Sex makes people better at work, according to science

ByJames Dennin

Slaying it at the office requires keeping it together at home: Can't nab that promotion if you're distracted or miserable, after all. Everybody needs time to take care of themselves — and their personal relationships.

While previous research suggests there are obvious ways employees can improve their productivity, like improving sleep and reducing insomnia, a new study from researchers at Oregon State University suggests that some of the actions you can take to improve work-life balance (and thus how engaged you are at work) are more fun and, um, active than you might realize.

Specifically, the researchers found that having sex before work — either the night before or the morning of — was strongly correlated with being happier and more engaged in the office: Employees reported happiness levels that were about 5% higher each day after they did the deed, to be exact. Post-coital employees also reported being more engaged on the job as well.

"While norms of propriety have rightfully separated discussion of employees' sex lives from their workplace, our research finds that sexual activity nevertheless influences next-day work outcomes," the authors wrote.

In other words, your draconian boss might actually be best off giving you more flexibility to work shorter hours, work from home, or simply have greater control over your schedule: The quality of your work might be better because you will have more time (and energy) for sex — and end up happier.

While the revelation that getting laid makes people happy isn't exactly groundbreaking — Gizmodo found a similar study from the 1950s — the Oregon State authors wrote that theirs is the first empirical study linking the sex you have at home with your ability to do your job.  

Even more surprising? The researchers also found that sex's mood-boosting effects were particularly durable over time.

Previous studies have suggested that mood typically changes on a dime, and a lot can go wrong (hellish commutes, for example) between finishing the act and arriving at the office. Indeed, the researchers wrote, the post-sex glow was resilient despite the lapse in time between having sex and clocking in.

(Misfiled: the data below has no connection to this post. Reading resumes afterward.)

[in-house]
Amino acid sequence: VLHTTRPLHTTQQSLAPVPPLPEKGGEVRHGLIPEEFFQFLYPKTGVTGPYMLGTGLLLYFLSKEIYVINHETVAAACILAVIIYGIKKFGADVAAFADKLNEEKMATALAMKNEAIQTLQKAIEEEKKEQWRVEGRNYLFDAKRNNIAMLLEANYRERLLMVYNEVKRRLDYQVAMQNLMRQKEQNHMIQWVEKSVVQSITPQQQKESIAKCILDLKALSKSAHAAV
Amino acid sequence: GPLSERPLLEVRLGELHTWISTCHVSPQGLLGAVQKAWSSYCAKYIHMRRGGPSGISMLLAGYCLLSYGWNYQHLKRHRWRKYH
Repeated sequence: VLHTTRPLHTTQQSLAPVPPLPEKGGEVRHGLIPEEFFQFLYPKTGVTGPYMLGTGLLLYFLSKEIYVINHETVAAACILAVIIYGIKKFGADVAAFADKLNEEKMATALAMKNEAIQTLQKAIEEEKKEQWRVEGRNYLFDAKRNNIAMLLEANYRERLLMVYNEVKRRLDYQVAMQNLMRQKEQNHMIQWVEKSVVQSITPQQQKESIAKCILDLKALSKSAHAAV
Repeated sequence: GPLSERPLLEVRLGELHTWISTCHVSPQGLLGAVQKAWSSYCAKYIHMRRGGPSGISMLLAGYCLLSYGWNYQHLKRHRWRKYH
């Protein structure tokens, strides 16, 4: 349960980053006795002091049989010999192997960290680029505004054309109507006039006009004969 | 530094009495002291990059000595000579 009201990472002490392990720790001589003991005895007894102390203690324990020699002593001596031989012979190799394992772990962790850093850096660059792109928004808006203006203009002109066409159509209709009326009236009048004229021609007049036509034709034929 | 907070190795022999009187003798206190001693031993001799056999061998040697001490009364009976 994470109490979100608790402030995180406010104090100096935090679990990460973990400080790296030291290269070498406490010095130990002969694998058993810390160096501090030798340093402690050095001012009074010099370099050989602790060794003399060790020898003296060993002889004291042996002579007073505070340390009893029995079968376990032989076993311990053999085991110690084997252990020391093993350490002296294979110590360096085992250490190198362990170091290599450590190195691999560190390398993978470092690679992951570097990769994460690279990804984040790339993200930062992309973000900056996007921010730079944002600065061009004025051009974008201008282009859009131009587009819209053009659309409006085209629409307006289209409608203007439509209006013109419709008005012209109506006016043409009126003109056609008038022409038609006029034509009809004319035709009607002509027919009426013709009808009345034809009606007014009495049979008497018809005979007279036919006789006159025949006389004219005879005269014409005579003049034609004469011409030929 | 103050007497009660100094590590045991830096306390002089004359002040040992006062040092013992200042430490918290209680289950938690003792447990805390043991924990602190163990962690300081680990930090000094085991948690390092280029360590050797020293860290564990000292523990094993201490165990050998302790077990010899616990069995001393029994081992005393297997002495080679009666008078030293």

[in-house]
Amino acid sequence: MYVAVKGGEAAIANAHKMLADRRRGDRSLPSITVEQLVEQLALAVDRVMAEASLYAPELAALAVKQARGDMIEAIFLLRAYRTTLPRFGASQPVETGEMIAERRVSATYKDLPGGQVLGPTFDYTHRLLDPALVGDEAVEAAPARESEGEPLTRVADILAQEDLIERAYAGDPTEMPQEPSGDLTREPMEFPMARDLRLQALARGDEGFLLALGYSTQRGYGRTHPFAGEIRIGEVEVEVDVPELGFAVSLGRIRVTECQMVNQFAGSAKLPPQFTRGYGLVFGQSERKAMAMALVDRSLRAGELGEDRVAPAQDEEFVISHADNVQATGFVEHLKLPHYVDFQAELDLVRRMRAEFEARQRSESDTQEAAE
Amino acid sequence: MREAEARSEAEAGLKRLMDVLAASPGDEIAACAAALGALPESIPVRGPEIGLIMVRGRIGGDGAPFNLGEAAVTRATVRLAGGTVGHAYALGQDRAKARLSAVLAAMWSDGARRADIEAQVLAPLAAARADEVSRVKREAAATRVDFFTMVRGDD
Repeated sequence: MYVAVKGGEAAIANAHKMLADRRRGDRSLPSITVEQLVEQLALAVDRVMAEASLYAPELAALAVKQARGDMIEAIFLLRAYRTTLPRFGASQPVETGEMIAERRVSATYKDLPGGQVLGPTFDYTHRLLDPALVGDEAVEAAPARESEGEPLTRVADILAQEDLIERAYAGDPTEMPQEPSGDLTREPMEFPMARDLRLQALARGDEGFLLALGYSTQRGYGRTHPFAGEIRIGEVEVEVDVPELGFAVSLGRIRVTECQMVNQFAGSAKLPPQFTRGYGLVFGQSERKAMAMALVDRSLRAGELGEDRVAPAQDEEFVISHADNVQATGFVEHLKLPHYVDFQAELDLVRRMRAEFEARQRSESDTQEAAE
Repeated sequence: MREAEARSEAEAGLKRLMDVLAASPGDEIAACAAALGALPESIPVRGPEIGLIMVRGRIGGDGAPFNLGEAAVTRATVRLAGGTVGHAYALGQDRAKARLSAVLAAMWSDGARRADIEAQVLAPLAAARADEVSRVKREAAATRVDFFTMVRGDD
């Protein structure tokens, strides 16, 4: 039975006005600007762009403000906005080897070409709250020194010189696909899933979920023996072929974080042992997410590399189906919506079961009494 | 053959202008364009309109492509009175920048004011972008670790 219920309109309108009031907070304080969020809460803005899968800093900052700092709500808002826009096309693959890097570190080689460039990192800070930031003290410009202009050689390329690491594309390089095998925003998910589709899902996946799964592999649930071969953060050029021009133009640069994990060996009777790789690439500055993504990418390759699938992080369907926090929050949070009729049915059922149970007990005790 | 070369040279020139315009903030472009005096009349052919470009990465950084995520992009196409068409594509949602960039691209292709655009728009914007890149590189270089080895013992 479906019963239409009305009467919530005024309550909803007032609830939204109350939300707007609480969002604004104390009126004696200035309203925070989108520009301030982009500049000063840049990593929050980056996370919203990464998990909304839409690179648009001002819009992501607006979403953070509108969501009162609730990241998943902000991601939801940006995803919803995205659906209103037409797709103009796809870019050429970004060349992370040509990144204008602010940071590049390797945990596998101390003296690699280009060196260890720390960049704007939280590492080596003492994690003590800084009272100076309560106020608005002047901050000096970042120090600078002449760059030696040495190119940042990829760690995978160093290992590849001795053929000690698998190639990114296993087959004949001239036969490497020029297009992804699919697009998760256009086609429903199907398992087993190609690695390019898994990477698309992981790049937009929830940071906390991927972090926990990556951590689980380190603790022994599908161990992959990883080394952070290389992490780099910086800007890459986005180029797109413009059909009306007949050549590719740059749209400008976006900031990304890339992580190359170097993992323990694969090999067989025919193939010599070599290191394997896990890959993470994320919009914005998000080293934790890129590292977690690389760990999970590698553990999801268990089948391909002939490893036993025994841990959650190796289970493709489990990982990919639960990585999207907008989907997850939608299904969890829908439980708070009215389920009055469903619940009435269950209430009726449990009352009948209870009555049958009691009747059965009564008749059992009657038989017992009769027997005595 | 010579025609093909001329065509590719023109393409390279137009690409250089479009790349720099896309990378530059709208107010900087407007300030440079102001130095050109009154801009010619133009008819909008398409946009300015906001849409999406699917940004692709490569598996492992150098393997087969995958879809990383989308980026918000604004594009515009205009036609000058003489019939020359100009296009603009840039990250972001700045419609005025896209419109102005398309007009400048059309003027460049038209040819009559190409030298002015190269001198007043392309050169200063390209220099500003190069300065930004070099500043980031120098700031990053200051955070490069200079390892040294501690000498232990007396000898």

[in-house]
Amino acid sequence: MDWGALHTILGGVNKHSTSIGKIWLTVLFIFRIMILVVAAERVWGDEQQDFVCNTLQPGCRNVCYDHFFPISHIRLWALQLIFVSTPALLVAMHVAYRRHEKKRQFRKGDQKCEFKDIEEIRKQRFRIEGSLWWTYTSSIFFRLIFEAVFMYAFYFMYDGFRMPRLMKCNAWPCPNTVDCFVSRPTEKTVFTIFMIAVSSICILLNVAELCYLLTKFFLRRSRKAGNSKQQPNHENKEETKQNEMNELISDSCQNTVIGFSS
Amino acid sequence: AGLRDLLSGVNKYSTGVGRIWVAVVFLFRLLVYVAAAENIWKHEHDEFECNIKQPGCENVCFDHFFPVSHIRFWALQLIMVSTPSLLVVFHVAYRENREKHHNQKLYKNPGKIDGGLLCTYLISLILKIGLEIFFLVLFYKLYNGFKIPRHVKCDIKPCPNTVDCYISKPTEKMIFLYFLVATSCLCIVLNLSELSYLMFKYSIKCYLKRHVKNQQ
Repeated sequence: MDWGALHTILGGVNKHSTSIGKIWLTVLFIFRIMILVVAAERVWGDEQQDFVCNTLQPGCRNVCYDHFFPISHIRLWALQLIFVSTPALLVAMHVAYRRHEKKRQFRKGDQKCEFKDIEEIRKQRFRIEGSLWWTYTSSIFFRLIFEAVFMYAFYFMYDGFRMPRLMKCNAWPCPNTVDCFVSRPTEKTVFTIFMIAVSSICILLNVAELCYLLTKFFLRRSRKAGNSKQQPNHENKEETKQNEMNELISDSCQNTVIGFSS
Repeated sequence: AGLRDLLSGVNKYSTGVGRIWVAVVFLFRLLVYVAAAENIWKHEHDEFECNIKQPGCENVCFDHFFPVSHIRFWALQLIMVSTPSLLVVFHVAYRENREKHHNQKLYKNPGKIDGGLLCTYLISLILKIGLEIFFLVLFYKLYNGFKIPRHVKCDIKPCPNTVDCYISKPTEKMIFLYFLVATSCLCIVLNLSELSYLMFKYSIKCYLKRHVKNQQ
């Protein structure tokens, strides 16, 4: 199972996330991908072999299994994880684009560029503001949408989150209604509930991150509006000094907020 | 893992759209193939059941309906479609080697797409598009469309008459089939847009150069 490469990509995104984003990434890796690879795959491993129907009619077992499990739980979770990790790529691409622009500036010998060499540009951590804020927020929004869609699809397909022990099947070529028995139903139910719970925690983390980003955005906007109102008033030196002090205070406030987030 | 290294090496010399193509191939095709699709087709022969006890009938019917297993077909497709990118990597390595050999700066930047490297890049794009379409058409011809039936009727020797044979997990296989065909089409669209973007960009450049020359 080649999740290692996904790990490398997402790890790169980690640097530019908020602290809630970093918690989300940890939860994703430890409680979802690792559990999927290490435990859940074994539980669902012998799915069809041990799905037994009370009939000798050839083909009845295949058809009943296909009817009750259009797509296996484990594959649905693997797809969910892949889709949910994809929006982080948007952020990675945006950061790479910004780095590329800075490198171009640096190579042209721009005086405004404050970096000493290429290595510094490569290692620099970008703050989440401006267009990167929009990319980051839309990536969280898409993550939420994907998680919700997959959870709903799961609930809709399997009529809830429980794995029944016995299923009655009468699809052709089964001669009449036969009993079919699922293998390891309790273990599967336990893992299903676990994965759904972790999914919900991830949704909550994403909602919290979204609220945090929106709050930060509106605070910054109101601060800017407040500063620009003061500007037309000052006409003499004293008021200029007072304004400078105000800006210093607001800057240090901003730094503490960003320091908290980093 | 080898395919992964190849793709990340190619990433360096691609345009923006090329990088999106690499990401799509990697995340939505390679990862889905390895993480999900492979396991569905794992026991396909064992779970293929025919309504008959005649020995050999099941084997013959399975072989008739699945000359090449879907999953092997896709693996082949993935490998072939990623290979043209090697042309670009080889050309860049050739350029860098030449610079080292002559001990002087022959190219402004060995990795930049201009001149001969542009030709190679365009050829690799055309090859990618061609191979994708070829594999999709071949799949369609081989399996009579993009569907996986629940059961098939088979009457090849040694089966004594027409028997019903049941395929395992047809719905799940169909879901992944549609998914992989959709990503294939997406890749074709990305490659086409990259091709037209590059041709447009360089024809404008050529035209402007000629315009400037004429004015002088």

The methodology for the study, which lead author Keith Leavitt told Quartz actually started off as a joke, was pretty simple. The authors assembled a group of 159 individuals and had them complete online surveys three times a day. All subjects worked full-time in a variety of industries, and all were married. The researchers focused on married people in part because they tend to have sex more often — really

Survey questions assessed a variety of factors, including mood, job satisfaction, workplace engagement and work-family conflict. To make sure that the results weren't just reflecting particularly good or bad marriages — or particularly relaxing or stressful workdays — the researchers also controlled for marriage satisfaction and post-work anxiety.

Still, there are a few important caveats or limitations to interpreting the study results as meaningful for everyone: The study only looked married couples and the information was all self-reported. People often have a tendency to fudge numbers when they're sharing their stats, after all.

But the study still serves as a warning to employers whose workers are too busy to get busy — a possible explanation for why one Swedish lawmaker is pushing to make paid time off for sex required by law. Literally.

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